Project Delays

The delays in permitting and construction processes, supply chain issues, and labor shortages will likely force many of these projects into 2021 and beyond. The industries say delays affect the financial viability of many developers’ projects, particularly for offshore wind. The projects will also be delayed by supply chain issues in various countries and businesses. The industries say that additional investments could be compromised as well. It is unclear at this time whether their requests for assistance will be addressed in any further stimulus legislation. But, another option is to determine whether the current projects are sheltered by “excusable disruption” caused by COVID-19 under the Production Tax Credit and Investment Tax Credit regulations, another potential energy law and policy strategy.

State Impacts

In Rhode Island, the Qualified Jobs Tax Credit program has already drawn GEV Wind Power and Boston Energy, two offshore wind turbine maintenance companies, to make R.I. their headquarters. While some work has been done to create a local supply chain for offshore wind, that work has not been completed. These businesses, as well as local suppliers and maintenance workers, rely on the continued growth of the industry in R.I. as well as state energy law and policy related to these fields, all of which is now on hold.

The solar industry has also been working to gain assistance from the states. Industry looked within to keep projects viable. There is an effort to change energy law and policy in Minnesota by increasing the solar incentives budget. South Texas Solar Systems in San Antonio is offering discounts for new residential solar customers. In California, SunPower announced cuts to executives’ salaries to assist the company amidst the uncertainty due to COVID-19.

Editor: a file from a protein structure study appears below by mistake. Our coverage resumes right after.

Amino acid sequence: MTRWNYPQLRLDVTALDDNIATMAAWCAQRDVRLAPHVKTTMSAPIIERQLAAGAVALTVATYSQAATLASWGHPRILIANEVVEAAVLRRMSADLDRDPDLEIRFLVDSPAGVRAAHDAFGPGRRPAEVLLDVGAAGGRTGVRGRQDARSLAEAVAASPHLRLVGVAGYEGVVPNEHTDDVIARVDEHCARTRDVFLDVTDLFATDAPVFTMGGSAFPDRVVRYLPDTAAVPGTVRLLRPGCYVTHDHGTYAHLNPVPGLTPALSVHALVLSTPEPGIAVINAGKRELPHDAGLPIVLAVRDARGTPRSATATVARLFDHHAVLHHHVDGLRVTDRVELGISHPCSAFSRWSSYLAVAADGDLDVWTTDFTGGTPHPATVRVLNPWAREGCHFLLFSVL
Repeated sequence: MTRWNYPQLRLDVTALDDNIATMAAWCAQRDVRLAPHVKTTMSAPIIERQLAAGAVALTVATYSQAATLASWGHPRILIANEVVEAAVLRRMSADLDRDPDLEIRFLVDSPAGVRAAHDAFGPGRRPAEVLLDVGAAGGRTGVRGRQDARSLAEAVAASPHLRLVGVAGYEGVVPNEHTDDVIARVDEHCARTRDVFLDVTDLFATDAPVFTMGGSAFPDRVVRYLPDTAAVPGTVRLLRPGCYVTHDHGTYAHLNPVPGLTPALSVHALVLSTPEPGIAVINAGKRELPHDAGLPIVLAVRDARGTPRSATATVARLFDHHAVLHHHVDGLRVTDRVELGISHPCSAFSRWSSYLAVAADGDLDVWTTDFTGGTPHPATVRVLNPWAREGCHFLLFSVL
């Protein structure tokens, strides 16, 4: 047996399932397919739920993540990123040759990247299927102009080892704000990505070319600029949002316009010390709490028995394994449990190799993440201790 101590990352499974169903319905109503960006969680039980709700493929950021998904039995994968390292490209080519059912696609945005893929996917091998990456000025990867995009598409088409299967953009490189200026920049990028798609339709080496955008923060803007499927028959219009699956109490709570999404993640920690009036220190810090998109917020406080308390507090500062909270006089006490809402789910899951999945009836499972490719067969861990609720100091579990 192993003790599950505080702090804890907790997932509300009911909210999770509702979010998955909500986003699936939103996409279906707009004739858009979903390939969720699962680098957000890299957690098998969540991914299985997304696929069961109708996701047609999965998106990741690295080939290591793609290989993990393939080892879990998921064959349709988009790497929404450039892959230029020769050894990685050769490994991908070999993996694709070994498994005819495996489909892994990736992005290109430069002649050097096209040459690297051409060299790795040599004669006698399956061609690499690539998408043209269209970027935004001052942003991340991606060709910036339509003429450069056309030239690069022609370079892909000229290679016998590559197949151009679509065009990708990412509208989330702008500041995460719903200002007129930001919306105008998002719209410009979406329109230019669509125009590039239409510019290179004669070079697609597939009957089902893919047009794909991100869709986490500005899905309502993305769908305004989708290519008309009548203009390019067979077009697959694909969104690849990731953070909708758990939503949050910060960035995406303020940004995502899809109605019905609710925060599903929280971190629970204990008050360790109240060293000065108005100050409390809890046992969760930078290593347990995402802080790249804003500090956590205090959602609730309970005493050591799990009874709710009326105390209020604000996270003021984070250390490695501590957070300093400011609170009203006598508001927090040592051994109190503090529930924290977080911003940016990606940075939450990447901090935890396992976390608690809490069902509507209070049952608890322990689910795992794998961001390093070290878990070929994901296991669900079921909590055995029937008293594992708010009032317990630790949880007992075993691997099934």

Sector Disruption

Some of the issues above extend into the real estate, aviation, and maritime economic sectors as well. Global supply chain disruptions result in a number of other projects under delay or being cancelled. Examples are home building, home sales, procurement contracts, and shipping contracts. Loan defaults will likely soar, leading to difficulties in mortgage, aircraft, and ship financing. All of these impacts will lead to a much higher number of disputes in which contractually and/or financially committed parties will likely attempt to escape commitments. Changed financial and logistical circumstances caused by COVID-19 may form the basis for these actions.

If you need to speak with an attorney about potential impacts to your wind or solar projects, or contractual obligation concerns, get in touch with us today. Our attorneys are working remotely and can be reached by email or phone at 401.477.0023 during regular business hours. Call us today!